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Best Cycle Trails

Whether you are into hopping on your bike for a meandering, fun pedal or are a passionate cyclist looking to seriously challenge yourself on extreme terrain, New Zealand is the go-to destination. Scenery of the stunning kind, roads outside of the city which range from quiet to totally empty of traffic and 1001 wonderful things to do along the way; these are enough to get most people excited when considering taking to two wheels.

This is New Zealand – the land which always seems to have something up its sleeve for all comers. Here, it takes the possibility of great cycling up a notch to present pedal heaven. The New Zealand Cycle Trails (NZCT - once called the New Zealand Cycleways) are a government initiative which by working in cahoots with councils and charitable trusts developed an incredible network of cycle routes from the top to the tail of New Zealand. Within this umbrella are tons of 'Great Rides' and a heap more 'touring routes'. The Great Rides tend to be dedicated cycleways where you won't have to fight it out with cars and lorries (in other words off road) and they also tend to run you through some of the most scenic places you could hope to find. The touring routes tend to be the links which connect the Great Rides but they have also been especially picked with the cyclist in mind – low traffic volume and heaps of scenic appeal.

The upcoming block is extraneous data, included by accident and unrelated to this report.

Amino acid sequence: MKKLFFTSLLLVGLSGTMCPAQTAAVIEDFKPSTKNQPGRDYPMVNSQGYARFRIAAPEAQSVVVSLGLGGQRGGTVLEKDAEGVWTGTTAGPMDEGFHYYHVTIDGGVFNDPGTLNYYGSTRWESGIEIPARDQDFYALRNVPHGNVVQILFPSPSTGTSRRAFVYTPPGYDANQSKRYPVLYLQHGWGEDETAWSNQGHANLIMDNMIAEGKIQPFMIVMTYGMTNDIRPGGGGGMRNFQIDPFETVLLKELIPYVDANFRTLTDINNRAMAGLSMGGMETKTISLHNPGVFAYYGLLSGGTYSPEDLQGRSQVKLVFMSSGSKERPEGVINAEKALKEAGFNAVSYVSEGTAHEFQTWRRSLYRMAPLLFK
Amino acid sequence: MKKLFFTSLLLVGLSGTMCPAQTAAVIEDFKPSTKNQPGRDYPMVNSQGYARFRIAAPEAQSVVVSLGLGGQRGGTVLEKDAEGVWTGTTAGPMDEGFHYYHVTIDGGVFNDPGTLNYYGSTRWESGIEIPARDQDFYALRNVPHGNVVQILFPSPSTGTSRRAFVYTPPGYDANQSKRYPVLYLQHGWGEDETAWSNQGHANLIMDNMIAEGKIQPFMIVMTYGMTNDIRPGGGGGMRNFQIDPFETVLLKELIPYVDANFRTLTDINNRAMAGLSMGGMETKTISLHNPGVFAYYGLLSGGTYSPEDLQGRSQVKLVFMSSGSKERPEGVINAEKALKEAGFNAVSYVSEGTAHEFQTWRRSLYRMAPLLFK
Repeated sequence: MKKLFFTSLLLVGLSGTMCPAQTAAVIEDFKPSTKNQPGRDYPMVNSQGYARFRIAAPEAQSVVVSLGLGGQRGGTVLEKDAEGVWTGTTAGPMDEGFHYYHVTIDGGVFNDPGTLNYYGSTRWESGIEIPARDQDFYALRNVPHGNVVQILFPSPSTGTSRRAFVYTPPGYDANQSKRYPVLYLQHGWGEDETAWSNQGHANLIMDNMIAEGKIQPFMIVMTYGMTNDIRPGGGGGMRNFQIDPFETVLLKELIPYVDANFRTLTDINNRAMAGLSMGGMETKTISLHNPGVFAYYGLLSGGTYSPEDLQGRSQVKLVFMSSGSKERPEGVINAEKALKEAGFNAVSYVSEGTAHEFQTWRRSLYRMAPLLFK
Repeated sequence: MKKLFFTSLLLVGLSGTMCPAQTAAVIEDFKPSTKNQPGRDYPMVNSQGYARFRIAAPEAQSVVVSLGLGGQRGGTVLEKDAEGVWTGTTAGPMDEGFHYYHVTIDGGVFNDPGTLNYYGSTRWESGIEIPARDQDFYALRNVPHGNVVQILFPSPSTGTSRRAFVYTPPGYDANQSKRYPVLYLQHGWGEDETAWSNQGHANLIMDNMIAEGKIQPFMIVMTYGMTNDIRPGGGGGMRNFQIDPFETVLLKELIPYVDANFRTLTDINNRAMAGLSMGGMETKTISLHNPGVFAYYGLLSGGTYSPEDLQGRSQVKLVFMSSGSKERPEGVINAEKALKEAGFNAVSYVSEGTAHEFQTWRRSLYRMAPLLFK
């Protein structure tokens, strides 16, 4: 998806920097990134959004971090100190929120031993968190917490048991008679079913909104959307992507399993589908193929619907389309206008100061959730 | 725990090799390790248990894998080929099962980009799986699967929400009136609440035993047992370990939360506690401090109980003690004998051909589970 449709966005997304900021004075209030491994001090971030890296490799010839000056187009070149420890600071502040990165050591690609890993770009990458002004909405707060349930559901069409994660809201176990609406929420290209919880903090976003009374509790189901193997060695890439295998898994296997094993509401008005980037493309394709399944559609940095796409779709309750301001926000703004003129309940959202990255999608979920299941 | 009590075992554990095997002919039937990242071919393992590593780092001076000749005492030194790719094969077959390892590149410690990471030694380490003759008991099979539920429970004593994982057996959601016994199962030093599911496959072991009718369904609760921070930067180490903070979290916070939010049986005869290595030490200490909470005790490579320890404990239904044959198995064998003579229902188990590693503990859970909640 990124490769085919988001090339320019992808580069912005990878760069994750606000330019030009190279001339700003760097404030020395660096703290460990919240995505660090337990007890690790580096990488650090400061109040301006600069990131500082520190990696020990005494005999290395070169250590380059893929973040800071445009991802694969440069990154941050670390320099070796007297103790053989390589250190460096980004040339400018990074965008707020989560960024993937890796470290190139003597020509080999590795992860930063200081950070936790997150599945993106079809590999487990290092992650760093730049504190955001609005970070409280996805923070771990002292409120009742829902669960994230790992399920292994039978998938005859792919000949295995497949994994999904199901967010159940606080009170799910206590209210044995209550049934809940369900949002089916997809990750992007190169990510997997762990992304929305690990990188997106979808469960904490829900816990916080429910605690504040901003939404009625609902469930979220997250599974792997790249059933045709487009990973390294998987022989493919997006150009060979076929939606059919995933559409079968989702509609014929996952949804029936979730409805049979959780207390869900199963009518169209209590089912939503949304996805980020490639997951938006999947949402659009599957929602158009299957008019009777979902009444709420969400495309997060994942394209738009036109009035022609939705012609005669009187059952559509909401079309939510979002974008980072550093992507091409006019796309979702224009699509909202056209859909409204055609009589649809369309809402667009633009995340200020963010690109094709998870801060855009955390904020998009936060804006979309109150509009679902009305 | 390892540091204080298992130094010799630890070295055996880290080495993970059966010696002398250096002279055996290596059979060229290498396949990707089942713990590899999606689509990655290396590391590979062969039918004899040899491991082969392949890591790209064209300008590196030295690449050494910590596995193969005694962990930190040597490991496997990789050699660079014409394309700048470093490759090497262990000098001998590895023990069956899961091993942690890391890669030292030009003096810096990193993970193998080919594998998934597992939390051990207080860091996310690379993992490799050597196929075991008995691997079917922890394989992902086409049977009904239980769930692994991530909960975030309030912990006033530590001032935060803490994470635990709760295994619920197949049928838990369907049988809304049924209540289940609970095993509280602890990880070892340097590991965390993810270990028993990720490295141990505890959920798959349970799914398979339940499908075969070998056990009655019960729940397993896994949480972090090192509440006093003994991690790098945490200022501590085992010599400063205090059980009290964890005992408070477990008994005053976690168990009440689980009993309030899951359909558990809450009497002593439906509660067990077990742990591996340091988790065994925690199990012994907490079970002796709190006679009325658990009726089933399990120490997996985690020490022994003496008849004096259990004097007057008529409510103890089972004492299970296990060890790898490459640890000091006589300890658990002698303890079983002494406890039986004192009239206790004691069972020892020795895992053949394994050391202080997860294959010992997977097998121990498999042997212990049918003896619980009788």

Add on to all these goodies the older established cycleways such as the Otago Rail Trail or the cities such as Christchurch which has a long established 200km+ of cycle lanes and cycle-friendly facilities and you really need to know little more before you add cycling to your must-do list in New Zealand. The bottom line is New Zealand has literally thousands upon thousands of kilometres of cycleways, many of them set aside just for you, the cyclist.


You could just hop on your bike and set off from just about anywhere in this glorious country and be rewarded with lots of lovely but there are without doubt those cycle trails which really tip the scales into the realm of fantastic. We have covered some, but by no means all, of those here.